Rule-based highlighting to aid authors in reflecting on their writing

I am imagining something akin to Hemingway ( ), but with more user options. Essentially a «review»-button that highlights the words based on rules in the settings (you likely wouldn’t want style suggestions when you concentrate on writing).

Rules could include:

  • replacement suggestions (for overly complex words; ideally a table akin to auto-correct suggestions with the complex word left and easier words right); words would be highlighted/suggested (computers shouldn’t automatically correct humans :wink:)
  • IF … then … (if could include larger/smaller/is/is not/contains/contains not/etc. combined with attributes, like sentence length, text length, text complexity calculation results, grammar like adjective/adverb/noun; then would probably be mostly highlighting or so)
  • and more :wink:

As with the compile settings, «standard» rules could be imported/exported. After all, it all depends on what you are writing. And while there are some general style suggestions, some things are personal. Ideally, it would be possible to group rules or selectively apply them. Otherwise the amount of suggestions would likely be too much.

Of course, the question would be how to best highlight these issues. Hemingway requires mouse-over, which is inconvenient, but seeing how well Scrivener handles comments and the like, I am pretty sure there are ways to help writers reflect on their writing.

Just a suggestion, but given how well Scrivener already supports authors, I think these features would be great and set Scrivener further apart.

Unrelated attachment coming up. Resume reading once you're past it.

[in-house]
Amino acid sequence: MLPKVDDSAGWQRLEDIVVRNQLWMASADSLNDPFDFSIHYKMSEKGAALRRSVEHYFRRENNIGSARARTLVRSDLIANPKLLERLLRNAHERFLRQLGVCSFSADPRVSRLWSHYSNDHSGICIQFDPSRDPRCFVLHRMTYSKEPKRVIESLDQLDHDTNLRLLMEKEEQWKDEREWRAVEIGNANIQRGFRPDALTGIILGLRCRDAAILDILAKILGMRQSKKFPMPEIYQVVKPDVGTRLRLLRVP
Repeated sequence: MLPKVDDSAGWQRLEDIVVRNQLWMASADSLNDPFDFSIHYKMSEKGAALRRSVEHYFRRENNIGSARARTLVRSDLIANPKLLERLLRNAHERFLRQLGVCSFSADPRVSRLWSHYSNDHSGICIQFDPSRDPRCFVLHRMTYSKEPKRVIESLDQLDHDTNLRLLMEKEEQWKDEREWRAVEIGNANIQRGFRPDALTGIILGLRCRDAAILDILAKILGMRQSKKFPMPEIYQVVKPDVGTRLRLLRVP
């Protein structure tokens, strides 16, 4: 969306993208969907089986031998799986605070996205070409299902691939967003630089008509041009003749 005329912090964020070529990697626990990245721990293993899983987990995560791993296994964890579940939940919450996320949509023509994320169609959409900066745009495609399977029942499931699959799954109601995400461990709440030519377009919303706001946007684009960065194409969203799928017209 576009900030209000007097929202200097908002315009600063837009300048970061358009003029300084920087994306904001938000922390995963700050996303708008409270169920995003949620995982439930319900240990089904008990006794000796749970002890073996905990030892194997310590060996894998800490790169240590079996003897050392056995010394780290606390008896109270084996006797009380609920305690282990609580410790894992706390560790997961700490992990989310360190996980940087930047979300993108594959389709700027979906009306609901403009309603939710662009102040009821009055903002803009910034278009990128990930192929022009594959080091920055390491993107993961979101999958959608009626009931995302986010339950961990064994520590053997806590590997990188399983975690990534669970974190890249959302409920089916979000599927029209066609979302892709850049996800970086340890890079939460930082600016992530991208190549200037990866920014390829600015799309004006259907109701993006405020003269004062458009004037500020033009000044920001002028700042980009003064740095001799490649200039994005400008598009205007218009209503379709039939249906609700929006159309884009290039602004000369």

Though your suggestion is interestingly more sophisticated than wanting Hemingwayapp functionality, you might be interested in this very recent discussion in this forum:

Prose Editing

And here is something from longer ago:

Grammar and Style Notation

Your post sent me into a programming daydream which ended with me digging around in the Wordnet API again and having to slap myself out of it and go make more coffee.


Yes to the API. Algorithmic writing assistance is a real value add. But it would be just as unwise for Scrivener’s developers to integrate it into the program as it has been to dismiss it categorically, as did KB: “I don’t think it’s Scrivener’s job to help users write well - that’s something the writer should bring to Scrivener.”

What if we’re writing in a language other than English? What if we’re obliged to adhere to a house style? Scriv could never make a generally useful prose rulebook. But if there are outside programs that perform this analysis, Scrivener should be capable of assisting the user in making changes according to these programs’ reports. And the industry should look into a standardized XML whereby grammar and usage scold applications could drive editing applications to ease the correction.

Those who are asking for a rule-based authoring assist have a good case. But instead of asking Scriv’s developers to build it, we should be thinking about third-party tools to that end, and ways that Scrivener might invoke them and respond to them more fluently than it does.

Rgds – Jerome

I take seriously what you’ve written above, Jerome. And I’m persuaded by the logic, if “algorithmic writing assistance is a real value add”. But is it? I’ve tried to use grammar and style apps on and off since attempts at them were first available inside word-processors or separately (probably in the late 1980s); I built a career around writing in the English language; and I even taught the English language long, long ago in a galaxy far, far away. Hell, I once even knew the difference between a gerund and a gerundive (though I couldn’t tell you now) :slight_smile: .